PROPOSALS for a radical reform of railway safety legislation were introduced into the US Congress on May 1 by James Oberstar, Chairman of the House Transportation & Infrastructure Committee. The Railroad Safety Improvement Act envisages redesignating the FRA as the Federal Railroad Safety Adminstration, with a specific objective to reduce accidents.The FRA's safety remit is currently up for reauthorisation, and the Bush administration unveiled its own Federal Railroad Safety & Improvement Act in March. Although the two proposals differ in detail, Federal Railroad Administrator Joseph H Boardman anticipates some 'substantive changes in the rail safety laws that we expect will materially improve safety'.The Oberstar bill proposes doubling the number of FRA safety inspectors from 400 to 800 by the end of 2011, and introducing new regulations for certification of train conductors. Hours of service rules would be changed to ensure that train crews and signalling staff (including contractors) have at least 10 hours consecutive rest between turns of duty, and travelling to assignments would be treated as work time.Oberstar also wants all Class Is to submit plans for implementation of Positive Train Control (RG 5.07 p285) within 12 months of the act becoming law. Other initiatives would include fatigue management programmes, a study of cab ergonomics and changes to medical entitlements. Behind these proposals is a growing concern that rail safety standards may be starting to slip as the industry focuses on handling the current traffic boom, recruiting staff with little experience, or postponing maintenance to free up capacity. Several Class I railroads have had high-profile freight train derailments in the past few months.Earlier this year FRA launched another safety inspection blitz on CSX, following five derailments in New York state, plus other serious accidents in Kentucky, Maryland and Ohio, The most serious incident saw 28 tank wagons derail near Rochester and catch fire, forcing the evacuation of nearby residents. The inspectors recorded 3 518 safety violations in four days, leading FRA to recommend fines for 199 'serious regulatory breaches'. Boardman said CSX was 'not doing enough to make safety a priority', but CSX Chairman & CEO Michael Ward responded that the company was 'committed to working closely with FRA on all safety issues'.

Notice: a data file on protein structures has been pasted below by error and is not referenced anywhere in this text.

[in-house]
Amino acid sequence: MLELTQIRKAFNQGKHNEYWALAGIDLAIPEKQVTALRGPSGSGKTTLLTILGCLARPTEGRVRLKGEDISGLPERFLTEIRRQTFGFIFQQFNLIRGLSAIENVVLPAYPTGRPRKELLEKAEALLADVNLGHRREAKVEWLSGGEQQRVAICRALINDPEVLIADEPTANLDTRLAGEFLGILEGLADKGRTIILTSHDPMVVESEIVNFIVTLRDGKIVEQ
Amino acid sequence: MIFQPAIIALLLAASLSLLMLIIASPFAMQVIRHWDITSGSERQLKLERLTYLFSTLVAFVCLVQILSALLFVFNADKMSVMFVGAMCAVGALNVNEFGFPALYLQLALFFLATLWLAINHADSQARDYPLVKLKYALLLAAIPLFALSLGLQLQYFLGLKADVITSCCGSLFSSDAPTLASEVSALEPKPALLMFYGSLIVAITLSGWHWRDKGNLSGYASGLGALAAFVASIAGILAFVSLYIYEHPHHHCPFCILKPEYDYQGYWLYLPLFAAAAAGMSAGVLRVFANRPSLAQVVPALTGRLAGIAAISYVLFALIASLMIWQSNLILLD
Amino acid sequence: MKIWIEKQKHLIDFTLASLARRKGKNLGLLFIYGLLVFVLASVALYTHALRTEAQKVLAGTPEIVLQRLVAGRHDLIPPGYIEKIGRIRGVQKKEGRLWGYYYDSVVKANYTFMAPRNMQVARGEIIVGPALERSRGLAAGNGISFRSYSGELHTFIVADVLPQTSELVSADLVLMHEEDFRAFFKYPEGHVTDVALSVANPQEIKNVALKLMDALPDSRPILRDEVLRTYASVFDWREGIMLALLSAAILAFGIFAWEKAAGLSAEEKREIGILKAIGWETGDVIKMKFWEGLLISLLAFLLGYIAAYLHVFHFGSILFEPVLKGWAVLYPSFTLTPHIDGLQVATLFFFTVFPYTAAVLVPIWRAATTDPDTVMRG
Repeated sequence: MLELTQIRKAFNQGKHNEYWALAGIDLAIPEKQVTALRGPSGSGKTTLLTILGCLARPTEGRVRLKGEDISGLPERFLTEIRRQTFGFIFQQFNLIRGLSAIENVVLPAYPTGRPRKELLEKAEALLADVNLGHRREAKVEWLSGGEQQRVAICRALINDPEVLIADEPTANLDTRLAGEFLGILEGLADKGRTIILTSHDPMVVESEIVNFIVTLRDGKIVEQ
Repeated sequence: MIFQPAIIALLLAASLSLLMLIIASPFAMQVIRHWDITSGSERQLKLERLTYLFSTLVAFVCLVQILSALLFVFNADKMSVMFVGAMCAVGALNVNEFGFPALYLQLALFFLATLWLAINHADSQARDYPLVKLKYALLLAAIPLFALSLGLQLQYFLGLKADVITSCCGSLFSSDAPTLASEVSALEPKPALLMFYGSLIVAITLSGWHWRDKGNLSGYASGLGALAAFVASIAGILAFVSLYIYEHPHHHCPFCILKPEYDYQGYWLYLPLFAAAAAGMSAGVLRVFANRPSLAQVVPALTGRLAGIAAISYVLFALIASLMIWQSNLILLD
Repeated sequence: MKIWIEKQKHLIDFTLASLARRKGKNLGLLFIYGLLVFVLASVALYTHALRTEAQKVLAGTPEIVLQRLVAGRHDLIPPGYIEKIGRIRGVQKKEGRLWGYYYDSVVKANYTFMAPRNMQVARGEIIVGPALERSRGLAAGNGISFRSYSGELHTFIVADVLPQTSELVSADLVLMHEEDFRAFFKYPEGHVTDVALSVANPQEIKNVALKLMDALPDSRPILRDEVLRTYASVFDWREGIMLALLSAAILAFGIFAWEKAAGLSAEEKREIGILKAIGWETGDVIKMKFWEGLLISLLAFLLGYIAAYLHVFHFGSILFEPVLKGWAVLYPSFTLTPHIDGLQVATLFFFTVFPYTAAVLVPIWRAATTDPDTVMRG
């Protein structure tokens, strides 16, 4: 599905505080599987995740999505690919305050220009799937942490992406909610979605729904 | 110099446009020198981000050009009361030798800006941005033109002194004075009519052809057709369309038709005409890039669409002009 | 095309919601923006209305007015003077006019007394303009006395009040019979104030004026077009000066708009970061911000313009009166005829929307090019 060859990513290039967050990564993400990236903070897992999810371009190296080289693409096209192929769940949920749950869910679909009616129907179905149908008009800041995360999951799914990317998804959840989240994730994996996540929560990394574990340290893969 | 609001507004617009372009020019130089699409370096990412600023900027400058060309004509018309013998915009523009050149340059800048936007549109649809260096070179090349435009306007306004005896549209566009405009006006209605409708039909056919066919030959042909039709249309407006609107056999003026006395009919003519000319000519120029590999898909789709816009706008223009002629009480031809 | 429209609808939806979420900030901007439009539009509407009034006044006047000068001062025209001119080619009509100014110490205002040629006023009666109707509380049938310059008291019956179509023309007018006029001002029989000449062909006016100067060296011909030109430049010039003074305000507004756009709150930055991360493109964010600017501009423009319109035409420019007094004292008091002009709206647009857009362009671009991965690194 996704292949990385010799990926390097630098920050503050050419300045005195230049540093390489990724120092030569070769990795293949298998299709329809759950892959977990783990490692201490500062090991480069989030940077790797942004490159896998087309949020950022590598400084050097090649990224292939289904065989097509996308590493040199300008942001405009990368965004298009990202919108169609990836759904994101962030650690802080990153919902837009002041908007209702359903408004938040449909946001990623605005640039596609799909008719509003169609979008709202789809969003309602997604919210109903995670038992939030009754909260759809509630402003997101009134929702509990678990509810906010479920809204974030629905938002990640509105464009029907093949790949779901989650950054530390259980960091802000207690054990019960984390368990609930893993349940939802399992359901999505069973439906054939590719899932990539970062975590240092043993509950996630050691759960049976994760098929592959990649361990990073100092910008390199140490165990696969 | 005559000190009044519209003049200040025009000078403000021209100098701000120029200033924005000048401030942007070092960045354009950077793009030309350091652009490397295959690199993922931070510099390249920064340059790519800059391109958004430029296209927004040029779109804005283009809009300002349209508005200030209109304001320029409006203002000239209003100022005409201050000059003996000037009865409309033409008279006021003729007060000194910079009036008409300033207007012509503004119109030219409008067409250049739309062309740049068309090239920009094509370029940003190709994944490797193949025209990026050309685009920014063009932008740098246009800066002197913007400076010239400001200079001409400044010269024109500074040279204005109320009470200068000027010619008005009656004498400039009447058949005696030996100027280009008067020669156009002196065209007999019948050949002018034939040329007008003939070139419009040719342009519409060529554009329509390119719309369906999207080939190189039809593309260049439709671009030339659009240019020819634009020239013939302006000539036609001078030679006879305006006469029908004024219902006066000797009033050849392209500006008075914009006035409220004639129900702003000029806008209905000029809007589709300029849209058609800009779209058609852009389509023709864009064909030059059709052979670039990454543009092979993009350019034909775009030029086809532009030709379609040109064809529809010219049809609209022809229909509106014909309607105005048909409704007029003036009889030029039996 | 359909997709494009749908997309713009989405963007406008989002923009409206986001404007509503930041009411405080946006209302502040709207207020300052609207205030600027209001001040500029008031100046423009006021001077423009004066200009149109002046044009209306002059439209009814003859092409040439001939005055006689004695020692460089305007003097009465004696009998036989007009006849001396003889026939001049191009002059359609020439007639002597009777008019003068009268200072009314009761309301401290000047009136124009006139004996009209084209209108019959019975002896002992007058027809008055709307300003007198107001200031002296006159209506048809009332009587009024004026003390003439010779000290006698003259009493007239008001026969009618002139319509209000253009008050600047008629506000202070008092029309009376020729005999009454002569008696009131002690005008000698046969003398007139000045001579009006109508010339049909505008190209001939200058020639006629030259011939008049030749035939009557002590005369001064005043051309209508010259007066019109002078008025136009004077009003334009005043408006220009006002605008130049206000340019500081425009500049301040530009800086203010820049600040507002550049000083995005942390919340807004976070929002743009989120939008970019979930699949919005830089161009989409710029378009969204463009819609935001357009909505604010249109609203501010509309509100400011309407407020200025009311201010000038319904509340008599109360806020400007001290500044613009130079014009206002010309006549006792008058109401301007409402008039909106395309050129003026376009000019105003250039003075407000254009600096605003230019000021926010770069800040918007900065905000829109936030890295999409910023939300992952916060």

• On May 16 FRA took delivery of two new track inspection cars, which Boardman says will allow the agency to triple the amount of track that it can inspect to more than 150 000 km a year. Cars T-19 and T-20 have been acquired under FRA's Rail Safety Action Plan which is intended to target resources on inspection, enforcement and research 'to mitigate the greatest potential safety risks'.